Walead Beshty

Read our feature on the LA-based artist, who turns both his process and society's rules and restrictions into his art

By Helen Sumpter

A Partial Disassembling..., 2014 (installation view). Photo: Chris Jackson/Getty Images. Courtesy Barbican Centre, London Fold (300/600/90o/1200 directional light sources), December 31st 2012, Los Angeles, California, Ilford Multigrade ”• –—˜.1™, 2013. Courtesy the artist and Thomas Dane Gallery, London A Partial Disassembling..., 2014 (installation view). Photo: Chris Jackson/Getty Images. Courtesy Barbican Centre, London Marginalis (London, United Kingdom, September 12–21, 2014), 2014. Courtesy the artist and Thomas Dane Gallery, London

September 2014: I meet Walead Beshty at London’s Barbican Centre, where he is working on his commission for the Curve gallery, an installation of over 12,000 blue cyanotype photograms titled A Partial Disassembling of an Invention Without a Future: Helter-Skelter and Random Notes in Which the Pulleys and Cogwheels Are Lying Around at Random All Over the Workbench. Beshty and his assistant are completing the final photograms: holed up in a temporary studio hidden behind the Barbican’s main gallery, they coat objects made from paper and card with the light-sensitive cyanotype solution. The materials on which all these prints are being made – from flattened-out cardboard boxes, newspaper pages and paper plates to dinner menus, sugar sachets and business cards, as well as the objects exposed on them, which include paintbrushes, a spoon, a hammer, pliers, scissors, a stepladder, a G-clamp and goggles – are all tools, remnants or debris from the artist’s working life.

The opening of A Partial Disassembling… will mark just over a year since Beshty began making these cyanotypes back in __, where the British-born artist has lived for the past ten years. When unveiled, the prints are presented in a chronological, packed, salon-style floor-to-ceiling hang, along the full length of the long, arcing Curve space. It’s an overwhelming, poetic, sweeping patchwork mosaic, impossible to view in its entirety from one position; a bank of ghostly images, both remnants and reminders of over a year of artistic activity and an installation that is both the work and the document of the artist’s making of it.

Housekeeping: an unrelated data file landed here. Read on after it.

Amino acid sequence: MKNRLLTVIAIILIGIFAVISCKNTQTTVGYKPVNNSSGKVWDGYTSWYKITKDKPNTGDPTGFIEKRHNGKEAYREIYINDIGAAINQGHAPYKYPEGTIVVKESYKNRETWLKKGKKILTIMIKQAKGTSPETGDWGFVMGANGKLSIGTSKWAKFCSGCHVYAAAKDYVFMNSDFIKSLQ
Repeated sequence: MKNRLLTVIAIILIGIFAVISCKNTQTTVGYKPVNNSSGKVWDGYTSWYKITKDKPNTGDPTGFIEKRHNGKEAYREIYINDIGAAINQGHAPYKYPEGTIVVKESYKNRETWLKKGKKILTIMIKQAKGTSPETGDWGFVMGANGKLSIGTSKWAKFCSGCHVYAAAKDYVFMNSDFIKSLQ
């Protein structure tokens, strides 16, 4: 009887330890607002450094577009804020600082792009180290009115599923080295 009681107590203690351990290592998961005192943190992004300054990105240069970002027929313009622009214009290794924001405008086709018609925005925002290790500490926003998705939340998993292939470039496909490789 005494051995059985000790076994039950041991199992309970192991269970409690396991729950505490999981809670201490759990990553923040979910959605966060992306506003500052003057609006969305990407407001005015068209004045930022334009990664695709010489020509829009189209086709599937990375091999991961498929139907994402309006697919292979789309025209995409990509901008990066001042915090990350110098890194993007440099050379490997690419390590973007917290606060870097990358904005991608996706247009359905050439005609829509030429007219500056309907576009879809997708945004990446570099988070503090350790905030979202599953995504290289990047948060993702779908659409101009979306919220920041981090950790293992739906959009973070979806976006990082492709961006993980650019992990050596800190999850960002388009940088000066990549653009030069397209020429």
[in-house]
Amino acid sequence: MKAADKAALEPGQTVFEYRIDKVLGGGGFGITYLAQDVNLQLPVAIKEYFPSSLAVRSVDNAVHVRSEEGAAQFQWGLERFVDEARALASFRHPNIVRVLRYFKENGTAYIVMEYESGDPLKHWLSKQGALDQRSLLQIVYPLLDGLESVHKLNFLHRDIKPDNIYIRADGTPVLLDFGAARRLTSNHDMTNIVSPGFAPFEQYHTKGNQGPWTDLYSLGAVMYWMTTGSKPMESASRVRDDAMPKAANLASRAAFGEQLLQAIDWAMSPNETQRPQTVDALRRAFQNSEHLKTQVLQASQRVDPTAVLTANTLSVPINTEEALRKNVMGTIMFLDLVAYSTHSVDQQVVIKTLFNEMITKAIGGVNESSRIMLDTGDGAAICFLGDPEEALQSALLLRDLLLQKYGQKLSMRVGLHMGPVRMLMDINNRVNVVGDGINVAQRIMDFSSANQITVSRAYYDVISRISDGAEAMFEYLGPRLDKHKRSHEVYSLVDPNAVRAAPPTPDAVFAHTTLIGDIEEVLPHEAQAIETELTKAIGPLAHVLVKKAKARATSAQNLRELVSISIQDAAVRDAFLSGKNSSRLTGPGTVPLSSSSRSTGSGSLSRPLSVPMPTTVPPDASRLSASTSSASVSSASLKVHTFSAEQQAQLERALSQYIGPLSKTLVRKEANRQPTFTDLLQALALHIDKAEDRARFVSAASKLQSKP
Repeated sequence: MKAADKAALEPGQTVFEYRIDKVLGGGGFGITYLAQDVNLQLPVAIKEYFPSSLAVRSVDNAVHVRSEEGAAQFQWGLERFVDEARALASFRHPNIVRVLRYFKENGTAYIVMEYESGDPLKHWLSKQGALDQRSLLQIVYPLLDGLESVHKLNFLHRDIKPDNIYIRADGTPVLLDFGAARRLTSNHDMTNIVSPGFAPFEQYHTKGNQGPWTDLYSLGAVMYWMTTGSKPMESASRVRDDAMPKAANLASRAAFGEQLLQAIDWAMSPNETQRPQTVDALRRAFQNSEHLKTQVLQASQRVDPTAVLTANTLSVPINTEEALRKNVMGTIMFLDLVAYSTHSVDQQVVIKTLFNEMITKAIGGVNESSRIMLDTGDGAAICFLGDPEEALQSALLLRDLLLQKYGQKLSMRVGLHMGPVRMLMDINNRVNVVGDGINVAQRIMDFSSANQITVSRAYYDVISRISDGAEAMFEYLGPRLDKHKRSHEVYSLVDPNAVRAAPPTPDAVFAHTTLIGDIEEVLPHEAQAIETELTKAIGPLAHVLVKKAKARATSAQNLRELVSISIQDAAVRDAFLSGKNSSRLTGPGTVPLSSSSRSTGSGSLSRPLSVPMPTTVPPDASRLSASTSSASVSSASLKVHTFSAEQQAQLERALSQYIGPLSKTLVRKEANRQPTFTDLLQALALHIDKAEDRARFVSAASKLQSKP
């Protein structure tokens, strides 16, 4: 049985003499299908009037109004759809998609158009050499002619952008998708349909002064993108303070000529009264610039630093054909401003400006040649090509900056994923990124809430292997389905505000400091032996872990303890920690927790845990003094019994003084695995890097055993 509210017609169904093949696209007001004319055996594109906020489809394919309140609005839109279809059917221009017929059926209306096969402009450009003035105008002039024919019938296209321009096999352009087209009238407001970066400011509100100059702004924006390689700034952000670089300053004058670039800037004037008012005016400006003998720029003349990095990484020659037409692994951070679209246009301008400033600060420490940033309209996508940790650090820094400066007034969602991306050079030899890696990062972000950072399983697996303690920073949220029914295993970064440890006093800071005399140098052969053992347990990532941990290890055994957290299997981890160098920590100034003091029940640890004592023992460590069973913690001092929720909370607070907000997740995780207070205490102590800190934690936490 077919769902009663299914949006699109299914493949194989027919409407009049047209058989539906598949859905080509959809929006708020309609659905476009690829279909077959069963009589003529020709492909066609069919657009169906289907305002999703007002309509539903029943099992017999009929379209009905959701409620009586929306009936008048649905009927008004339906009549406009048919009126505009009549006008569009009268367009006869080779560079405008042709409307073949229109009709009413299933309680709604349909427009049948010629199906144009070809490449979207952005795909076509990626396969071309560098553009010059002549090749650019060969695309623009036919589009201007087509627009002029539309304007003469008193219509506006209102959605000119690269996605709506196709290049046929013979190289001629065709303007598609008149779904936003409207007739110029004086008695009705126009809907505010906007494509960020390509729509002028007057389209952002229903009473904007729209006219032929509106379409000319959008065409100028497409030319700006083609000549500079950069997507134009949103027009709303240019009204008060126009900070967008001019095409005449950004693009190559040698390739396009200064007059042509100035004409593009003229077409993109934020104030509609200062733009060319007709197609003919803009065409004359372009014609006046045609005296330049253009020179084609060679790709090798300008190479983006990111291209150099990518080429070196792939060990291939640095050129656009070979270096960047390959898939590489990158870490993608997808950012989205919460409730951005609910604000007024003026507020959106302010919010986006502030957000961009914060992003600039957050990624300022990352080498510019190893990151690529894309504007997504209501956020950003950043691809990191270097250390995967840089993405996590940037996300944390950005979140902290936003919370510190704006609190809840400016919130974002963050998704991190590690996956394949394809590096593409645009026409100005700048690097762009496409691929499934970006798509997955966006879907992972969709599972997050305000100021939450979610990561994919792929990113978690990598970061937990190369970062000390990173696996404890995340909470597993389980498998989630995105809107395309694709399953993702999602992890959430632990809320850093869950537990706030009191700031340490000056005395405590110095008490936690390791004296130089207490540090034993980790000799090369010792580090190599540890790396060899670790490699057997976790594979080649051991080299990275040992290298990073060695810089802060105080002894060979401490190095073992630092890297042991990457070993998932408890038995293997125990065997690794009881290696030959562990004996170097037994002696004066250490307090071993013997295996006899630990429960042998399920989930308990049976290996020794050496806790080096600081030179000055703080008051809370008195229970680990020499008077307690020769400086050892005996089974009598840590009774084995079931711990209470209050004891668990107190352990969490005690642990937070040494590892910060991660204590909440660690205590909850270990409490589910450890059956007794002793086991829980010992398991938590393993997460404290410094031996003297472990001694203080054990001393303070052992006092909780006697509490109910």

Despite the show’s looming deadline Beshty is happy to talk and we begin our discussion with the proposition of ‘transparency’, a term increasingly used by politicians to indicate openness and honesty. It’s a proposition that’s particularly relevant to this project. “In the politics of aesthetics, power can be as much about concealing as revealing the process of how something is made,” Beshty points out. “A Partial Disassembling… is about inverting that and trying to turn that idea of total disclosure into the product. It’s a work that selfnarrates, but because there’s an excess of information, the narrative is both totally transparent and totally incomprehensible.”

The idea of a duality of visibility and invisibility runs through Beshty’s work. The artist made Island Flora (2005), a series of colour photographs of planted highway median spaces (traffic islands), shortly after moving to LA, because he found something compelling in these areas of lush vegetation that could be seen by anyone driving past but at the same time were totally isolated and inaccessible. His Travel Pictures (2006/08) – photographs that show the striped marks caused by X-ray damage when unexposed photographic film is put through airport security – had their beginnings in a series of photographs Beshty took in 2001 in the abandoned Iraqi diplomatic office to the former DDR in Berlin. Beshty recounts the story of how this building had been partially destroyed by a fire that had raged out of control because the German government didn’t know who to get permission from to enter the space, and how, because Iraq had another embassy in the former West Berlin, this was not only an obsolete embassy but an obsolete embassy in an obsolete country. “Those tensions were interesting to me, because they’re about the abstraction of international law. Here was this real building in Berlin, but because of the Vienna Convention, it wasn’t Berlin, it was a sovereign territory of another country, and on top of that, it was a modern ruin, a leftover space.”